ROCHESTER, N.Y. (WROC) — Fans of movies, movie theaters, and adult beverages rejoice. The New York State Liquor Authority confirmed today that beer and wine can now be served in theaters across New York State. The ruling goes into effect immediately, and theaters can start applying for license today.

Theaters that also operate as restaurants can serve all kinds of alcohol, as well. The ruling was made during a full board meeting on Wednesday, and follows a request from the National Association of Movie Theater Operators.

“The SLA’s Full Board voted to issue a Declaratory Ruling that under the Alcoholic Beverage Control Law, businesses operating movie theaters are eligible to apply for a tavern-wine or restaurant-wine license, without the need for a restaurant menu and table service, provided that alcoholic beverage sales are incidental to their operations as a movie theater,” the New York State Liquor Authority said in a statement.

“I was surprised to see to see this. This development, this news, it’s something that we wanted at The Little for years,” said Scott Pukos, director of communications at The Little Theatre. “It’s very good news for for The Little.”

Pukos says that this will opens the door for more collaborations with local craft breweries and wineries, pointing out that beer and popcorn are a perfect combination. It also gives them the ability to sell concessions will enable The Little to sell their independent or smaller budget movies more as an experience, rather than a normal movie-going experience.

“We’ll have a talk back after the movie, we’ll have a discussion about the film, invite the filmmaker either in person or for a zoom chat after the film,” Pukos said, discussing the programming of The Little. “Maybe we’ll do a pop-up with with a restaurant that relates to the movie and we’ll have some element that makes it stand out makes it so people are like I want to come to The Little to experience this.”

The Little Theatre also currently has the Little Theatre Cafe, which does have live msuic and serves alcohol, but Pukos is unsure of how that license could be expanded, or if the theatre needs a separate license.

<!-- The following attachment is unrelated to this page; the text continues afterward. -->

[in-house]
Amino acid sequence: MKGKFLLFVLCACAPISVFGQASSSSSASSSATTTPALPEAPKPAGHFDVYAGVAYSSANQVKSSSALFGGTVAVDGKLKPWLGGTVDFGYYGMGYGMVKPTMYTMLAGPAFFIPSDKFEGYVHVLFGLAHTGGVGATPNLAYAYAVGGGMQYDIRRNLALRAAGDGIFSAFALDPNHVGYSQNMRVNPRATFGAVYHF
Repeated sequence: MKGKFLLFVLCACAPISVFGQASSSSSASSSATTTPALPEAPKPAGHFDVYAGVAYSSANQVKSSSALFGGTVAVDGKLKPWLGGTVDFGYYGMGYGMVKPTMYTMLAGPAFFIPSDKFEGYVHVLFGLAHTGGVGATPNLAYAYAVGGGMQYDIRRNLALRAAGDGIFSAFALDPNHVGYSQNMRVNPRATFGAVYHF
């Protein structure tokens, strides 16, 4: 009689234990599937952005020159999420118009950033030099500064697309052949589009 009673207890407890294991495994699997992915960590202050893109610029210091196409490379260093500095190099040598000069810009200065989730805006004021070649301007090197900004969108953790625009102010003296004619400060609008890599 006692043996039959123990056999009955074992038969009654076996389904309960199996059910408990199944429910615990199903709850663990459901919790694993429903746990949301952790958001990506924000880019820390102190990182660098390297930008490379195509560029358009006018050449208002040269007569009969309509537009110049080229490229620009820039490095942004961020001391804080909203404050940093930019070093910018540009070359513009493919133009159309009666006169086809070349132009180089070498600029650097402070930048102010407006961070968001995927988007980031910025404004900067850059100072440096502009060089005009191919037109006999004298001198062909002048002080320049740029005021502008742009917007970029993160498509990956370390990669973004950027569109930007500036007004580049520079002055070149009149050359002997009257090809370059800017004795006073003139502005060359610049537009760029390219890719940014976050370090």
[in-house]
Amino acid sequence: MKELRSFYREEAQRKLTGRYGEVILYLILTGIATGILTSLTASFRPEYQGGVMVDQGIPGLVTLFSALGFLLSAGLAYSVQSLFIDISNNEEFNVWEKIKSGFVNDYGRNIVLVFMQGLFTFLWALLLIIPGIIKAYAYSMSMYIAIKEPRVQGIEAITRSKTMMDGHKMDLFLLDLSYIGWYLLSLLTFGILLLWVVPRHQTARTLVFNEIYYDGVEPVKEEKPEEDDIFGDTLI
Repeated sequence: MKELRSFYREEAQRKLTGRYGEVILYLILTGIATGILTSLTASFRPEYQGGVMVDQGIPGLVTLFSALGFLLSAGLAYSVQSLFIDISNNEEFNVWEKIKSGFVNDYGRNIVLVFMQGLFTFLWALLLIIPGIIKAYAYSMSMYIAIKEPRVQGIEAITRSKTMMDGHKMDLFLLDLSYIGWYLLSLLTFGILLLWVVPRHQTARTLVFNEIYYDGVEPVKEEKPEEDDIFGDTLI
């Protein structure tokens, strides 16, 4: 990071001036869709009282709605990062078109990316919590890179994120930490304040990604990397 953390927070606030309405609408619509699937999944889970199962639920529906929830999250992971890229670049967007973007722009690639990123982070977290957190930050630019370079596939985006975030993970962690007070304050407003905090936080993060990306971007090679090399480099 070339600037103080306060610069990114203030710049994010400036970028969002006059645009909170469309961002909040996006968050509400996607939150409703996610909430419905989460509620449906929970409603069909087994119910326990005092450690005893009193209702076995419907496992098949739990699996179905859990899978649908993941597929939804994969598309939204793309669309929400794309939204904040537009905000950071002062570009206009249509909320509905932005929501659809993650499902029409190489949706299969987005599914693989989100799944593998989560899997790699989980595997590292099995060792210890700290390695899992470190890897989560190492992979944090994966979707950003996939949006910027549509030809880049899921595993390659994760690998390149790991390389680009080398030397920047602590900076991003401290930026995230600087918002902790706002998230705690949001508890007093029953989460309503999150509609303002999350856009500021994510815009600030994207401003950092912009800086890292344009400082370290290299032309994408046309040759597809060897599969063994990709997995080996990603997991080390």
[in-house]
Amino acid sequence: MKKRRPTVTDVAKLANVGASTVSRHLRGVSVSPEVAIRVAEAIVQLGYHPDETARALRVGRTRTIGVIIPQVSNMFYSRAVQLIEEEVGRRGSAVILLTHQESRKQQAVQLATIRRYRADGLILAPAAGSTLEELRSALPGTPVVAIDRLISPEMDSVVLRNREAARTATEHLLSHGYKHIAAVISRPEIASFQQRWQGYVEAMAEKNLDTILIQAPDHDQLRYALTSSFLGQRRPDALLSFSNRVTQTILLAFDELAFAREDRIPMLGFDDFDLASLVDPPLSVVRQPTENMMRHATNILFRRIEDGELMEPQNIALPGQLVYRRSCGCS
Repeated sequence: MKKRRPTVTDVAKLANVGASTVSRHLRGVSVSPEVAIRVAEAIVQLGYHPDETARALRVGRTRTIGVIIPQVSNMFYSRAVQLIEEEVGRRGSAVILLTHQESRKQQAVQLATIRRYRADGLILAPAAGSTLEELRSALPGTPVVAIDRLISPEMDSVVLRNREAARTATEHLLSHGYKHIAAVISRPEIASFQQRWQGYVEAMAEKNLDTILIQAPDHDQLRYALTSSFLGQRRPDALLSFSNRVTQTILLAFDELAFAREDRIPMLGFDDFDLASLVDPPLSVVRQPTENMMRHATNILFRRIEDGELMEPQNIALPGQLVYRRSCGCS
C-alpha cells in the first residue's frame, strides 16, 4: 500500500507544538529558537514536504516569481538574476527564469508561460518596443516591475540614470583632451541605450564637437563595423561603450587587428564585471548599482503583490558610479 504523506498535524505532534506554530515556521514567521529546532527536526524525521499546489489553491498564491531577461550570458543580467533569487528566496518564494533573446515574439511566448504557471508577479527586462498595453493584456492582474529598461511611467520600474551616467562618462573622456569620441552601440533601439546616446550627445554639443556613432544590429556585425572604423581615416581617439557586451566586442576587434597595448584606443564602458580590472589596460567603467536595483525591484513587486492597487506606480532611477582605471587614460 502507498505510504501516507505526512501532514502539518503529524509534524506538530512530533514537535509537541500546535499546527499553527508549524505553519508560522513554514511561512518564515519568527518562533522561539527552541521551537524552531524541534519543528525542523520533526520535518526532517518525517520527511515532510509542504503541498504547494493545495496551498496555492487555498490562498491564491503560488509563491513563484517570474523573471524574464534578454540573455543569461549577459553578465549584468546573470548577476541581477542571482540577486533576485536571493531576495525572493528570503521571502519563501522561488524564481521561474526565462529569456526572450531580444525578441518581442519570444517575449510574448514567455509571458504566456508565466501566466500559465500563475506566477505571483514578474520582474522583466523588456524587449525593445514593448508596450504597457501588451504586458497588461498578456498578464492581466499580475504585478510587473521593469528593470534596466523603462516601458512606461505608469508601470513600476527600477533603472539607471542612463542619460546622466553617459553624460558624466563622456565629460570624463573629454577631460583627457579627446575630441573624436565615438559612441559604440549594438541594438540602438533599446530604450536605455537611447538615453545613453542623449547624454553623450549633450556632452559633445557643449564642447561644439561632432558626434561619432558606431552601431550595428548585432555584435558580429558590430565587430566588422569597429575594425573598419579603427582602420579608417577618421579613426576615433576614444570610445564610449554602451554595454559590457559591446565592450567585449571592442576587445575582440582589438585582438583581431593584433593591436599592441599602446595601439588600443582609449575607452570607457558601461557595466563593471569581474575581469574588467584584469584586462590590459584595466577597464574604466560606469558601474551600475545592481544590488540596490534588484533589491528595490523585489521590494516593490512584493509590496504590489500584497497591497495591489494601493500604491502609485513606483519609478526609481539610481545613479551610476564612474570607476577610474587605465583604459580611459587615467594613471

He adds that theaters in New York City that have table service have been able to do this, and movie theaters across the country have been doing this for years, and this move finally puts New York in lockstep with the rest of the United States.

More background provided by the SLA here:

  • On January 3, 2022 the National Association of Movie Theater Operators (NATO) made a Declaratory Ruling request asking the Members to determine whether a movie theater that does not offer a full restaurant menu and which does not serve all meals at tables is eligible to be licensed under Section 81 or 81-a of the Alcoholic Beverage Control Law (ABCL). 
    • Sections 81 and 81-a of the ABCL allow on-premises licensees to serve beer, wine, cider, and mead; businesses licensed under Section 81 and 81-a may not serve spirits. 
  • While section 64 of the ABCL prohibits the issuance of full liquor licenses (beer, wine, and spirits) for movie theaters unless they meet the legal definition of a restaurant (having a full kitchen and serving meals with seating at tables where the meals are served), there is no corresponding prohibition for beer and wine licenses. 
  • Under Section 81 and 81-a of the ABCL, licenses may be issued to “premises which are kept, used, maintained, advertised or held out to the public to be a place where food is prepared and served for consumption on the premises in such quantities as to satisfy the liquor authority that the sale of wine intended is incidental to and not the prime source of revenue from the operation of such premises.”  
  • NATO’s request for a Declaratory Ruling presented the following facts:
    • The movie theatre is open to the public, food is prepared and served at the theater and is available to anyone entering the theater.
    • The sale of alcoholic beverages would be incidental to the revenue of the theater, with ticket receipts and the sale of food representing the primary sources of the theaters’ revenue. 
  • Based on these facts, the Full Board ruled on January 19, 2022 that movie theaters are eligible to apply for an on-premises wine or on-premises beer license under the law. 
    • The Full Board noted, as with all applicants, movie theaters applying for an on-premises wine or on-premises beer license would still be subject to the same procedures and review on the merits as any other application.
    • Specifically, the Board noted an applicant would need to demonstrate that it has an adequate plan of supervision in place to guard against violations of the ABCL.
    • Additionally, the SLA requires businesses (particularly those that attract young patrons including movie theatres) to have sufficient safeguards in place to prevent sales to minors and underage consumption. 
  • The SLA will be formally issuing the Declaratory Ruling and posting the ruling on the agency’s website in short order.  
  • Declaratory Rulingsare issued at the request of any person seeking a ruling with respect to the applicability of the ABC Law or the Rules of the Authority to any person, property or state of facts. While the Authority has discretion with respect to whether to issue a ruling, if the ruling is issued it becomes binding on the Authority.